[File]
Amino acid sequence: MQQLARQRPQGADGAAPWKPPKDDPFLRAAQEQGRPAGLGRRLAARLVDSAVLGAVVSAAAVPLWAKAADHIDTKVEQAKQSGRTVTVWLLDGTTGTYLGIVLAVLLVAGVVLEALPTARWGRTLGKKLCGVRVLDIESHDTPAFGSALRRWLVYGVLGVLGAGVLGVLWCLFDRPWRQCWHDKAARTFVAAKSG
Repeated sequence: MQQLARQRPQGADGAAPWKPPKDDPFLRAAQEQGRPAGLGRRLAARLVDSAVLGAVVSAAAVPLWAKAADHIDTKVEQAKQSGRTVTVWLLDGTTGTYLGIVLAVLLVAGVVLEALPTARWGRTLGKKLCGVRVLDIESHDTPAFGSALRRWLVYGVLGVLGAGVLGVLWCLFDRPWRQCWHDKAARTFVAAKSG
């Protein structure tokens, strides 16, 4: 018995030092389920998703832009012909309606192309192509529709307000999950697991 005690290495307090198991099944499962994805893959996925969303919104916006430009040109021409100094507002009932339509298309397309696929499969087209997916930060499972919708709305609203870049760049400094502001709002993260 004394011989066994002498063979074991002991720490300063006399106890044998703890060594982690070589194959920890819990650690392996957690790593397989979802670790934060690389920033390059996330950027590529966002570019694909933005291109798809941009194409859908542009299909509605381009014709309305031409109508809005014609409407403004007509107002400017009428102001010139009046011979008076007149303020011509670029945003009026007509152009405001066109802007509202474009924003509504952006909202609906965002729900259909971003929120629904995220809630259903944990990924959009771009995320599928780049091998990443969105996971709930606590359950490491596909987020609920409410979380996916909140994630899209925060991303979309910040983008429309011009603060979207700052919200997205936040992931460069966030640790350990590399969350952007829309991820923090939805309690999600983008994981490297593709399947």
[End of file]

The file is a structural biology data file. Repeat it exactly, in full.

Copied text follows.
Amino acid sequence: MQQLARQRPQGADGAAPWKPPKDDPFLRAAQEQGRPAGLGRRLAARLVDSAVLGAVVSAAAVPLWAKAADHIDTKVEQAKQSGRTVTVWLLDGTTGTYLGIVLAVLLVAGVVLEALPTARWGRTLGKKLCGVRVLDIESHDTPAFGSALRRWLVYGVLGVLGAGVLGVLWCLFDRPWRQCWHDKAARTFVAAKSG
Repeated sequence: MQQLARQRPQGADGAAPWKPPKDDPFLRAAQEQGRPAGLGRRLAARLVDSAVLGAVVSAAAVPLWAKAADHIDTKVEQAKQSGRTVTVWLLDGTTGTYLGIVLAVLLVAGVVLEALPTARWGRTLGKKLCGVRVLDIESHDTPAFGSALRRWLVYGVLGVLGAGVLGVLWCLFDRPWRQCWHDKAARTFVAAKSG
């Protein structure tokens, strides 16, 4: 018995030092389920998703832009012909309606192309192509529709307000999950697991 005690290495307090198991099944499962994805893959996925969303919104916006430009040109021409100094507002009932339509298309397309696929499969087209997916930060499972919708709305609203870049760049400094502001709002993260 004394011989066994002498063979074991002991720490300063006399106890044998703890060594982690070589194959920890819990650690392996957690790593397989979802670790934060690389920033390059996330950027590529966002570019694909933005291109798809941009194409859908542009299909509605381009014709309305031409109508809005014609409407403004007509107002400017009428102001010139009046011979008076007149303020011509670029945003009026007509152009405001066109802007509202474009924003509504952006909202609906965002729900259909971003929120629904995220809630259903944990990924959009771009995320599928780049091998990443969105996971709930606590359950490491596909987020609920409410979380996916909140994630899209925060991303979309910040983008429309011009603060979207700052919200997205936040992931460069966030640790350990590399969350952007829309991820923090939805309690999600983008994981490297593709399947």